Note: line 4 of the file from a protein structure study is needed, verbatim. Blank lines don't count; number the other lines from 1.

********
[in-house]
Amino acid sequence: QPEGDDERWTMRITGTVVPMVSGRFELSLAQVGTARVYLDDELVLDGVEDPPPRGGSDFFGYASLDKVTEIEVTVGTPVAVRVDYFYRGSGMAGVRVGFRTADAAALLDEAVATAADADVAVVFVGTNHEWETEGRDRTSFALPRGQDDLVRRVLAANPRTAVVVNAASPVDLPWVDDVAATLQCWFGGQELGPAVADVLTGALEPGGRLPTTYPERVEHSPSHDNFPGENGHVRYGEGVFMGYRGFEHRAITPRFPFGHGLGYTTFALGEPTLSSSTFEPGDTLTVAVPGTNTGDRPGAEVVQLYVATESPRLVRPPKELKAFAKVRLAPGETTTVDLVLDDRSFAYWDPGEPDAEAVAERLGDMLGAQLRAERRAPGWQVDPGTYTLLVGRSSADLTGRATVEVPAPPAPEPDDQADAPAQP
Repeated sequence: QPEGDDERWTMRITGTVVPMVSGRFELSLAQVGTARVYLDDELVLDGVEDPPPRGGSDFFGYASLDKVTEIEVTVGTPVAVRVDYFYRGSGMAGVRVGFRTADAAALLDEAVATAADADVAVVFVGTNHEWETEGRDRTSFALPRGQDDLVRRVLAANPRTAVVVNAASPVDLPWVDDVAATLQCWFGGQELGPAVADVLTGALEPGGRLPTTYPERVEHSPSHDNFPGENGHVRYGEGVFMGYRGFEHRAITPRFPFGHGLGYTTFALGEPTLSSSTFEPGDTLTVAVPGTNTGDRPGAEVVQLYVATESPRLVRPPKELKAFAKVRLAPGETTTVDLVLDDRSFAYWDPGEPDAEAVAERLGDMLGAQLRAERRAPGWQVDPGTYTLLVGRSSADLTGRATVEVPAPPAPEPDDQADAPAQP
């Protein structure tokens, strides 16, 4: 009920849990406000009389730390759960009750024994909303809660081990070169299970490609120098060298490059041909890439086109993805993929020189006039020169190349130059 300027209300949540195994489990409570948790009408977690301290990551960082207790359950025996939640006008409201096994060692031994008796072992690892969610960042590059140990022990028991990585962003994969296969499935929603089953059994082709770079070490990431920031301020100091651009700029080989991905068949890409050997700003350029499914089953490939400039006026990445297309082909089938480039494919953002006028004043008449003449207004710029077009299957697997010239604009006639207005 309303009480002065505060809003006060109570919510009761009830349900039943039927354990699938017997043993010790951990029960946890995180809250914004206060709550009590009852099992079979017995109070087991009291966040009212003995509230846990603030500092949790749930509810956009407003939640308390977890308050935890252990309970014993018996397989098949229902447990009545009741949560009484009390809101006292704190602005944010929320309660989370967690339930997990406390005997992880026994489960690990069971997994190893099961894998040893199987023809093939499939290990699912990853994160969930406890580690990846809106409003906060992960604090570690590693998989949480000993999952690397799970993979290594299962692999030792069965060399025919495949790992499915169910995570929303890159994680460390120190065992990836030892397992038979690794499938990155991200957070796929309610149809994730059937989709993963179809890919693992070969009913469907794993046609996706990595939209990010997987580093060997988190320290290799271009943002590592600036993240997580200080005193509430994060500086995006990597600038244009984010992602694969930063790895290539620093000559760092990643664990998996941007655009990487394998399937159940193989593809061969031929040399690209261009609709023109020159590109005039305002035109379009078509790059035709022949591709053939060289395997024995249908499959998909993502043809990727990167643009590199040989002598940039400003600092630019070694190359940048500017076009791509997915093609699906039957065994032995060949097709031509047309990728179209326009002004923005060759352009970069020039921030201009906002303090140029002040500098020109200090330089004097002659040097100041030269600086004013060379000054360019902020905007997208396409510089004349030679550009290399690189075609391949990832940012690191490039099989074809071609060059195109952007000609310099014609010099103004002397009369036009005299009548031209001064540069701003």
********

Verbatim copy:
């Protein structure tokens, strides 16, 4: 009920849990406000009389730390759960009750024994909303809660081990070169299970490609120098060298490059041909890439086109993805993929020189006039020169190349130059 300027209300949540195994489990409570948790009408977690301290990551960082207790359950025996939640006008409201096994060692031994008796072992690892969610960042590059140990022990028991990585962003994969296969499935929603089953059994082709770079070490990431920031301020100091651009700029080989991905068949890409050997700003350029499914089953490939400039006026990445297309082909089938480039494919953002006028004043008449003449207004710029077009299957697997010239604009006639207005 309303009480002065505060809003006060109570919510009761009830349900039943039927354990699938017997043993010790951990029960946890995180809250914004206060709550009590009852099992079979017995109070087991009291966040009212003995509230846990603030500092949790749930509810956009407003939640308390977890308050935890252990309970014993018996397989098949229902447990009545009741949560009484009390809101006292704190602005944010929320309660989370967690339930997990406390005997992880026994489960690990069971997994190893099961894998040893199987023809093939499939290990699912990853994160969930406890580690990846809106409003906060992960604090570690590693998989949480000993999952690397799970993979290594299962692999030792069965060399025919495949790992499915169910995570929303890159994680460390120190065992990836030892397992038979690794499938990155991200957070796929309610149809994730059937989709993963179809890919693992070969009913469907794993046609996706990595939209990010997987580093060997988190320290290799271009943002590592600036993240997580200080005193509430994060500086995006990597600038244009984010992602694969930063790895290539620093000559760092990643664990998996941007655009990487394998399937159940193989593809061969031929040399690209261009609709023109020159590109005039305002035109379009078509790059035709022949591709053939060289395997024995249908499959998909993502043809990727990167643009590199040989002598940039400003600092630019070694190359940048500017076009791509997915093609699906039957065994032995060949097709031509047309990728179209326009002004923005060759352009970069020039921030201009906002303090140029002040500098020109200090330089004097002659040097100041030269600086004013060379000054360019902020905007997208396409510089004349030679550009290399690189075609391949990832940012690191490039099989074809071609060059195109952007000609310099014609010099103004002397009369036009005299009548031209001064540069701003």